First, good old fashioned – a manually laid and manually loaded 120mm tube in the back of your favourite vehicle, e.g. the old M113 based system of the US Army, and the original version of the Stryker Mortar Carrier Vehicle (MCV-A). 

Second, automatically directed – an automatically laid, but manually loaded system is now the standard for the US Army Stryker brigades (MCV-B) and Heavy Brigades (M113) uses the standard 120mm tube on the CARDOM platform provided by Israel’s Soltam. The platform is connected to the fire control system and automatically “lays” the mortar as required to achieve the firing solution as soon as the vehicle comes to a stop. 

Third, automatic loading – the Singapore Technologies SRAM (Super Rapid Automatic Mortar) system is a good example. Fitted to anything from the rear module of a Bronco (Warthog AATV) to a HUMVEE or even their own “Fast Attack” lightweight 4 x 4, the SRAM is a recoiling mortar with an automated arm loading the bomb into the tube.

Fourth, best of both worlds – Auto laid and auto loaded – this was the goal of the USMC Dragon Fire Expeditionary Fire Support System (EFSS) – which unfortunately did not quite come to pass – yet. The European TDA 120mm rifled mortar, on a platform like the CARDOM which automatically aims the weapon, while also having an auto-loader function like the SRAM. The EFSS would be fitted in armoured vehicles (LAV) and on a trailer for towing.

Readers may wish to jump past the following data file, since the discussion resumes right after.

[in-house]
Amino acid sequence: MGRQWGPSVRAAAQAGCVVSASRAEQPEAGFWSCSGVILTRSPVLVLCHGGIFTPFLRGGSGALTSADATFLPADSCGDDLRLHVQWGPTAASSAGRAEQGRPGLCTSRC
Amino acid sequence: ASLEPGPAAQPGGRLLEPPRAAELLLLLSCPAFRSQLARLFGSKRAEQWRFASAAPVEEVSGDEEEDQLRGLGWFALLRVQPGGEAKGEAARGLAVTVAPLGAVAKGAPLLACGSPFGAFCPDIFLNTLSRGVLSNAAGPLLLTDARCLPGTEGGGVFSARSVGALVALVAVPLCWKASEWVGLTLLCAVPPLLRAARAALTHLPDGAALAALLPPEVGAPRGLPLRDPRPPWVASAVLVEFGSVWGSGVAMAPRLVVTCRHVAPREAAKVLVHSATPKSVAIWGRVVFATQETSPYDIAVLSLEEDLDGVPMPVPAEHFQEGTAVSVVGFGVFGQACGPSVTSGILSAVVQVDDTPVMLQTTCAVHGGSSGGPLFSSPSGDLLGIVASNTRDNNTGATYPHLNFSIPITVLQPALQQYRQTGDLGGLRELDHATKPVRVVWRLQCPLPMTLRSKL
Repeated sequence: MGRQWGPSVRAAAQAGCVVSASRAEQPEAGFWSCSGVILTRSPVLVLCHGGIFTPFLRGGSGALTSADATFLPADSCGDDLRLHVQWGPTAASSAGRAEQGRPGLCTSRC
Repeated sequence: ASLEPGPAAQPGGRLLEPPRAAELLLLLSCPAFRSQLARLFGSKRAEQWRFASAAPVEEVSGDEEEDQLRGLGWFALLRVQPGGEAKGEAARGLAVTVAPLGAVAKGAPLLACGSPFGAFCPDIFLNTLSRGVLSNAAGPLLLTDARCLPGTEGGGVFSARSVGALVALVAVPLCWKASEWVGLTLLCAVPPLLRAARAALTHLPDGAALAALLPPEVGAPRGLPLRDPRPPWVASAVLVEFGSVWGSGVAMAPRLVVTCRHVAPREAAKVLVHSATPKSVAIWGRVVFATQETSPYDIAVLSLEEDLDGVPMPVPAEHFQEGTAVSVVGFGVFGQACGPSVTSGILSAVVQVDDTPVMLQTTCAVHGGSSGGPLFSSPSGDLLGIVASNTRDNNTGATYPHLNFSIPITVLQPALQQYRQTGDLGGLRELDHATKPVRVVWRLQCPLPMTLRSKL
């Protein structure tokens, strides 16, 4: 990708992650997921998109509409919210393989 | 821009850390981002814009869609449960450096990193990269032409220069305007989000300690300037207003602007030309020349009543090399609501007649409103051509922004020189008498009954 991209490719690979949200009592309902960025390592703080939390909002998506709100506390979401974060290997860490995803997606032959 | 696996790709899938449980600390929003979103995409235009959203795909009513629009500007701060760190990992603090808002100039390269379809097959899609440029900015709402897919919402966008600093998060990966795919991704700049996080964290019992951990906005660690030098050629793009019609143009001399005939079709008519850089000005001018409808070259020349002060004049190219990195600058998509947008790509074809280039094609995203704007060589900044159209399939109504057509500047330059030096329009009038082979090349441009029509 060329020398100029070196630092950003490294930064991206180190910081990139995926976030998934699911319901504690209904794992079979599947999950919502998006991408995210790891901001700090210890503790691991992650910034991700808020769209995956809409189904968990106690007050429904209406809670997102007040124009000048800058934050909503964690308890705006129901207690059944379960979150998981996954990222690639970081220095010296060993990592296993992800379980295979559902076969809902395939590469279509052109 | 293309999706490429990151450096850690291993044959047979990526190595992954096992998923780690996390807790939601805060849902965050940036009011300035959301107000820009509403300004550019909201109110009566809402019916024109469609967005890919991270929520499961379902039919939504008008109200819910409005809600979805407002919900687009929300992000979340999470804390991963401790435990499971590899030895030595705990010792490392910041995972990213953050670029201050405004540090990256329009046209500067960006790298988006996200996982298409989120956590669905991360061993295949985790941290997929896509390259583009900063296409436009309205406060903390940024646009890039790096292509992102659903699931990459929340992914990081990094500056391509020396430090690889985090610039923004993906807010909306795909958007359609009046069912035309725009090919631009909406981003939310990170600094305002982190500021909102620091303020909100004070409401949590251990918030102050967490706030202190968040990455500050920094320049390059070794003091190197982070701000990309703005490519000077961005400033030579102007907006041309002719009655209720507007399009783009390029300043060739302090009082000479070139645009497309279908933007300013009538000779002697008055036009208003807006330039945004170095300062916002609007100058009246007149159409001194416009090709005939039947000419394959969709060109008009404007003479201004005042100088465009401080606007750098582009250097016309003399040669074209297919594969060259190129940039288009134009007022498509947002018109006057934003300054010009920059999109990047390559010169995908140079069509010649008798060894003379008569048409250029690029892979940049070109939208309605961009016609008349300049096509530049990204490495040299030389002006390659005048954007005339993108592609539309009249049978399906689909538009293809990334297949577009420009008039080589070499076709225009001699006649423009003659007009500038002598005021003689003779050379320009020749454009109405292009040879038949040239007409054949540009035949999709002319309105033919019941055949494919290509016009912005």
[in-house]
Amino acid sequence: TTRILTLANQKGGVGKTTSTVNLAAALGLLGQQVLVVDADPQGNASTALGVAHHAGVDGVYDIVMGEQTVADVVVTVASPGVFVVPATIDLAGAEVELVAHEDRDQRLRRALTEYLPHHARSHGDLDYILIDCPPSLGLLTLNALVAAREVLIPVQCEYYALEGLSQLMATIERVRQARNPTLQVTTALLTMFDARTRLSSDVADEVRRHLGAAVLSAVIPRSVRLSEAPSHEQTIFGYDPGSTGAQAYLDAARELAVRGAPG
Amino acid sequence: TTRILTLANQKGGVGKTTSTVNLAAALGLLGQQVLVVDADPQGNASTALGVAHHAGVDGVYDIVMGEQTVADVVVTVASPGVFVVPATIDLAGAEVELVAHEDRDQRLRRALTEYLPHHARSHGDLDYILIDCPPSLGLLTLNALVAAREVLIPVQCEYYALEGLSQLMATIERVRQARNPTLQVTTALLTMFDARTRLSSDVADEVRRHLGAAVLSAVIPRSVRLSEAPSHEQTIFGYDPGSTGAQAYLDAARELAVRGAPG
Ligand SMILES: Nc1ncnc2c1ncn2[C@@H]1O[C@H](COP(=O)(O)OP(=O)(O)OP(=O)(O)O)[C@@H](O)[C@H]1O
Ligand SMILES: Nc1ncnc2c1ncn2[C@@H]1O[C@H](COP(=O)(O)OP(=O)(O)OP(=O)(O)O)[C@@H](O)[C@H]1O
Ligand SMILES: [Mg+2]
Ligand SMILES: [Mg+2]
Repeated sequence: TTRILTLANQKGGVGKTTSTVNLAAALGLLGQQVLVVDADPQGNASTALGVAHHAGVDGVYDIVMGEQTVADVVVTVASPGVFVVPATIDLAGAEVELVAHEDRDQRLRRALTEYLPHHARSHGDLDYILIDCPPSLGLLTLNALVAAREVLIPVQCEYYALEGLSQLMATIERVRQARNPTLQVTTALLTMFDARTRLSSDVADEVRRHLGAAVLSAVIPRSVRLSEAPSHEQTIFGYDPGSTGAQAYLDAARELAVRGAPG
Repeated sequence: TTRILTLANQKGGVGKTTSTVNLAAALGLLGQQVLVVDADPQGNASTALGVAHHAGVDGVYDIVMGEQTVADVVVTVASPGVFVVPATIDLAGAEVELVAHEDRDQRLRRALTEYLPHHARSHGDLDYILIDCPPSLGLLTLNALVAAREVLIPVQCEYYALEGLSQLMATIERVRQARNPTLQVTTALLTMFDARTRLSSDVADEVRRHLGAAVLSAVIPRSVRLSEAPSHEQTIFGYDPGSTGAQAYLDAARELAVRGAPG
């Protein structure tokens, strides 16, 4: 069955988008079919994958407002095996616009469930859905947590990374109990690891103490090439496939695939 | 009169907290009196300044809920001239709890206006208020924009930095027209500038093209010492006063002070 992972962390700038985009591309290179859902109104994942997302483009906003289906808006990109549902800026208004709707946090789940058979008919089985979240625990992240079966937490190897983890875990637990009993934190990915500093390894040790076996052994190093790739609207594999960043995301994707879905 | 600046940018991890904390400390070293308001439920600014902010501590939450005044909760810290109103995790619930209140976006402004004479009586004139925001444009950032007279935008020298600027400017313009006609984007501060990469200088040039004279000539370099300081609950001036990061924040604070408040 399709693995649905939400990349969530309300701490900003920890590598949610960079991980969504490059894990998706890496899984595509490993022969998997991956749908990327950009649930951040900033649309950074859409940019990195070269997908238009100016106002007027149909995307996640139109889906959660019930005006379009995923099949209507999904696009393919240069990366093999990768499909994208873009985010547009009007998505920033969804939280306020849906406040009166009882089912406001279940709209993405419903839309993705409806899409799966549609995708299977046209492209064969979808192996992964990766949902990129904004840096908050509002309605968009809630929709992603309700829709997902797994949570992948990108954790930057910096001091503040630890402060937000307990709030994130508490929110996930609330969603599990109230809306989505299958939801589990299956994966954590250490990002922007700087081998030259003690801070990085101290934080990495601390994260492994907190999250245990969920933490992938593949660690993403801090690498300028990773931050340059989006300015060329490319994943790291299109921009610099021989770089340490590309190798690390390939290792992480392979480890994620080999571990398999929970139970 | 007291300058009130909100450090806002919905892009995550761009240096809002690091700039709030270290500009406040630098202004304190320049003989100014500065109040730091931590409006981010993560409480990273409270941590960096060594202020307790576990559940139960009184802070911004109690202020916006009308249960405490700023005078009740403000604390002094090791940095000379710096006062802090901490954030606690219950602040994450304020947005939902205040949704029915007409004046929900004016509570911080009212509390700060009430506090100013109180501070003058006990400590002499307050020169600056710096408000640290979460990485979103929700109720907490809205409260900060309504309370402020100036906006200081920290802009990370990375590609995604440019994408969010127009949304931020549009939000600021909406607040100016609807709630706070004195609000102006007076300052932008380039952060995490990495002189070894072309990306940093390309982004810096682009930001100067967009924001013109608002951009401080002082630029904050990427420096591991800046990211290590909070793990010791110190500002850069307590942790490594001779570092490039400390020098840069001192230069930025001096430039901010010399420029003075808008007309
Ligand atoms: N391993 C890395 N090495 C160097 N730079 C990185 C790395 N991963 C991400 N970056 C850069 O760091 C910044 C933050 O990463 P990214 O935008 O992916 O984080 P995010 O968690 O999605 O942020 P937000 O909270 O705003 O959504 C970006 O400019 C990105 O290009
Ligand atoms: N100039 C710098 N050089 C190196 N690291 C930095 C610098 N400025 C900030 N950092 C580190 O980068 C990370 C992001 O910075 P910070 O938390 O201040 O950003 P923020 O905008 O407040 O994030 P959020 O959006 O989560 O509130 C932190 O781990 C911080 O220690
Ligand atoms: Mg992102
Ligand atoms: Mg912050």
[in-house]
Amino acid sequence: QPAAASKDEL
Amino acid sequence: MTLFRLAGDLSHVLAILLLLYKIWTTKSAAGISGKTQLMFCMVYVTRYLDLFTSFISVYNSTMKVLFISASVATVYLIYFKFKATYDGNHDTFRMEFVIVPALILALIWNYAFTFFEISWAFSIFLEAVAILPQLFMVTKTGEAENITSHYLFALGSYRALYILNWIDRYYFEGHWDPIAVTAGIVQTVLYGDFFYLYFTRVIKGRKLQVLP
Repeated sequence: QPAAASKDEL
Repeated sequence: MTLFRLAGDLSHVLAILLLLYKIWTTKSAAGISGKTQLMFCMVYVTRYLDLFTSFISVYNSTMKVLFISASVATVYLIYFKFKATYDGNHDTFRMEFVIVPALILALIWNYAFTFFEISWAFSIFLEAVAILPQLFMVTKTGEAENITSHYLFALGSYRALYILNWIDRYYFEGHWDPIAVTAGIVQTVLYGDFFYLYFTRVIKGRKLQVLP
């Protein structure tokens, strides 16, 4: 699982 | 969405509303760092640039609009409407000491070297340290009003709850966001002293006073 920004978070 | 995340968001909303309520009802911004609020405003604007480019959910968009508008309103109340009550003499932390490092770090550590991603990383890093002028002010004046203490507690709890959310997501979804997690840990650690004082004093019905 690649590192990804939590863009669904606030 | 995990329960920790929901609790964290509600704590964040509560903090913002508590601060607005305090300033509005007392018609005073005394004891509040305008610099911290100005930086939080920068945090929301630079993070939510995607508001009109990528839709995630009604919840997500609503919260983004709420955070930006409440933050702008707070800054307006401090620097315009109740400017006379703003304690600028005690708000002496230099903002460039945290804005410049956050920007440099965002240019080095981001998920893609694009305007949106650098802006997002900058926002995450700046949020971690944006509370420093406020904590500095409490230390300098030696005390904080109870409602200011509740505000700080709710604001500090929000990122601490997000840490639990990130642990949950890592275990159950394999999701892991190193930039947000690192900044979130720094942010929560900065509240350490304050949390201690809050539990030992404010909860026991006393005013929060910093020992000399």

Instead the Marines have deployed a towed trailer based system, which with a “prime mover” Jeep type vehicle small enough to fit inside a V22 is manually laid and loaded

Fifth, turreted Breach Loading – ahhhhh’ soooo much flexible fire support goodness ! But again, so many options to choose from for your direct and indirect fire support requirements, depending upon the state of your bank balance:

Fifth and a bit. Manual turreted – the BAe Advanced Mortar System (AMS) and AMS II are good examples. Fitted in a manned turret and operated by a crew like any other breach loading tank gun. Tested on the Warrior and used in service on the GM LAV wheeled AFV by the Saudi National Guard

Finally,  automatic turreted – say “Ahhh, Patria” – it rhymes ! From the twin gun goodness of the AMOS to the much smaller and lighter weight fully automated death dealing goodness of the NEMO, the Finns’ have you covered ! I like that Sven Ortman when he stops by always worries about the rate at which the AMOS will fire all its rounds, so don’t forget to buy a second, identical armoured vehicle of your choice to use as an accompanying ammo re-supply vehicle if you pick this puppy ! To be honest, high rate of fire with simultaneous rounds impacting on target at the same time, might just bump such a system from being the infantry pocket artillery to be a “close support” element of the actual Artillery :-)

So, if you want to join the big boys and go up to 120mm there are options, from an infantry mortar in the back of an FV432 that used to carry an 81, to putting a manually operated turret on a refurbished Warrior, to buying a FRES SV variant with a NEMO turret – “you pays yer money and makes yer choice.”

Flexibility – guided and long range rounds